Some authors have said to me that lockdown is business as usual for them. They’re used to seeing no one during the day. They are as productive as ever, perhaps more so without the distractions of popping out to the shops. Others are experiencing the opposite – now that everyone is having to be at home, they feel an added pressure to be even more productive which turns out to be, well, counterproductive.

And if I’m honest, it’s the same for me. Some days I’m firing on all cylinders. I’m at my desk (well, laptop balanced on a Monopoly set in our sitting room, which I share with Joe Wickes every morning) at 7.30am and I can work through to 5 or 6pm. That’s definitely more hours than I would do in a coronavirus-free world. But on other days I feel the pressure to be “productive” – to help my authors through this tough time, to find new and exciting fiction and non-fiction, to query a publisher’s decision about a particular book. I get to the end of the day and wonder what have I actually done?

Don’t listen to everyone

For the first couple of weeks, I got it wrong. I was starting at 7.30am, sometimes earlier and powering through to supper. I quickly found that that was unsustainable. Not least because I have two children of school age who also need my attention! Oh, and a cat and kitten who hate each other and must be physically prized apart. Now I’ve found a better routine. I still start early but I’m taking regular breaks and I’m finishing at a decent hour. Long term it’s more productive. And on some days when it all feels a bit much, I’ve learned to be kinder to myself, to step away from that Monopoly set and go for a long walk. And that’s my advice to authors. Don’t listen to everyone who tells you now is the perfect time to write your novel as there are no other distractions. That’s just too much pressure. You’ll dive in and chances are, you’ll run out of steam. You are in this for the long haul and you need to view it as such. You need to pace yourself. Chances are, you’ll end up with something much better than a rushed job. And be kind to yourself. It’s not written anywhere that creativity necessarily springs naturally from a time of stress. And a global pandemic is arguably pretty stressful.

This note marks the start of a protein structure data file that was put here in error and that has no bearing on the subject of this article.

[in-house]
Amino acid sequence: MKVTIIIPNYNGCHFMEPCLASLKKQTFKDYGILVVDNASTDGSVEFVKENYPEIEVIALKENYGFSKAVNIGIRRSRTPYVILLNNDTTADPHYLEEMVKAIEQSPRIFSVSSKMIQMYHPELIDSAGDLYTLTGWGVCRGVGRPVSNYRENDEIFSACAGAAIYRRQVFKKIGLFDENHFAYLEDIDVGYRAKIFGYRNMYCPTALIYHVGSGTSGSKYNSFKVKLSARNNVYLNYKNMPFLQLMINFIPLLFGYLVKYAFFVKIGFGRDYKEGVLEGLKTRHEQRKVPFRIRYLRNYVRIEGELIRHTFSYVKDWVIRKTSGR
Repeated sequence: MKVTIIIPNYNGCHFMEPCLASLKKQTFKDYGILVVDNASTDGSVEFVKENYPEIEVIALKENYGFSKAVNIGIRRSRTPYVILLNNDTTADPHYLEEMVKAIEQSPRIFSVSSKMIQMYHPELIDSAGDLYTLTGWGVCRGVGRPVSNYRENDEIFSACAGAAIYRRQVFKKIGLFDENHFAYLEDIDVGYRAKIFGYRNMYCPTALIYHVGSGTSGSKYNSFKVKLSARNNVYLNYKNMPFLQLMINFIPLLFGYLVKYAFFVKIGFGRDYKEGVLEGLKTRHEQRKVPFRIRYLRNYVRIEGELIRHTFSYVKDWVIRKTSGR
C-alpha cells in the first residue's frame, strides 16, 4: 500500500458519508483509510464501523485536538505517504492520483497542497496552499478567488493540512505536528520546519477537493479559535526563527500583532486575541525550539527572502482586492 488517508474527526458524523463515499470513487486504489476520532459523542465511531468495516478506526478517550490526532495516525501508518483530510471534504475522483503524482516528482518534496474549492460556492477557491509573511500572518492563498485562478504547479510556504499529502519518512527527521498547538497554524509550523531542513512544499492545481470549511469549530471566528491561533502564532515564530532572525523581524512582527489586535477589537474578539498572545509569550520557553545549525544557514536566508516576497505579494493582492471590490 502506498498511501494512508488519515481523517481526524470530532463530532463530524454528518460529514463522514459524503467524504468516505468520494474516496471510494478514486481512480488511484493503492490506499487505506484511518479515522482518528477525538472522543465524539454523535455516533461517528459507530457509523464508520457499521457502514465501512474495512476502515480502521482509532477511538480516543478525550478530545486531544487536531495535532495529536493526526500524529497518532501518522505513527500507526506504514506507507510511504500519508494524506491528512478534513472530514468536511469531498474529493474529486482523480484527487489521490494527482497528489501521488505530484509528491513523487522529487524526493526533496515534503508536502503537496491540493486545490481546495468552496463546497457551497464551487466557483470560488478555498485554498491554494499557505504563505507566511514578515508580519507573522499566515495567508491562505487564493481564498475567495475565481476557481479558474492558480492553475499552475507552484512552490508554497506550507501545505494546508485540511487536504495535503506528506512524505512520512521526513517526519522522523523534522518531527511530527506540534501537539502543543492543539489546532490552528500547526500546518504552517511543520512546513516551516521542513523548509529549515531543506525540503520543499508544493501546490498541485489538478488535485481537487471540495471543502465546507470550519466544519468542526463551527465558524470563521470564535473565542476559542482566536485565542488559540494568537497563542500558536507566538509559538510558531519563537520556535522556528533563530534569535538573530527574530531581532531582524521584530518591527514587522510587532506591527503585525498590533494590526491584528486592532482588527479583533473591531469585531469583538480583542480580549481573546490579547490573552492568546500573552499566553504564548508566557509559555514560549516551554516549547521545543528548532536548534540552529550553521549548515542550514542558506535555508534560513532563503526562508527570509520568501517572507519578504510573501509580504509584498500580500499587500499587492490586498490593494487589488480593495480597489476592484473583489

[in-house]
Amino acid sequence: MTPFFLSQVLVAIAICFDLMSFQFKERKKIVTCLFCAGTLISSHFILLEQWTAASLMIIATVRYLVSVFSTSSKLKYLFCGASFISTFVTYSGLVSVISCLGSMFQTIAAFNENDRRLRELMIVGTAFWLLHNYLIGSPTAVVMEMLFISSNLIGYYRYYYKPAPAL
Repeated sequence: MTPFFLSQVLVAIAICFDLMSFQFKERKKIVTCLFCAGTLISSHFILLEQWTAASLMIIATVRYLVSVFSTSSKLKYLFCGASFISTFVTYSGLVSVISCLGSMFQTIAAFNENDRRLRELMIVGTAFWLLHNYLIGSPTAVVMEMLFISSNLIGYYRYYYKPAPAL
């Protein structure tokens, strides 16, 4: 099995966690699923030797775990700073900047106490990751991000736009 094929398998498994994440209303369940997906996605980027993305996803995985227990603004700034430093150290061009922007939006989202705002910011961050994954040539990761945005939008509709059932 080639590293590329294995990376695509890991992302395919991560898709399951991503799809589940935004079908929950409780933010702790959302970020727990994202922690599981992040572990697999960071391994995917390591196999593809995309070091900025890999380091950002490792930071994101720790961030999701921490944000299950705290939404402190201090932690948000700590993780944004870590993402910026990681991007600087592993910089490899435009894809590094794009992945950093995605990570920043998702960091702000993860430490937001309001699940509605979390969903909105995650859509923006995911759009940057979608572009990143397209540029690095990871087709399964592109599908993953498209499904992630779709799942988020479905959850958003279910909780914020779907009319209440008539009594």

What I’ve learned

  • Routine is important (for me at least). Start and finish at the same time
  • Don’t work in our kitchen – it’s freezing
  • Don’t try and read after lunch in the chair next to the window that gets the most sun – 2 pages in and I’ve fallen asleep.
  • Don’t zoom with just one other person. Especially if you haven’t met them before #awkward
  • Remember to change out of shorts and tshirt for zoom meetings.
  • Remember to brush hair for zoom meetings.
  • Reading submissions is the best part of the day

Euan is a Literary Agent at A.M.Heath, London.

He has been involved with the Bridport Prize since the novel award was set up and also reads all the shortlisted short story entries.

Line Break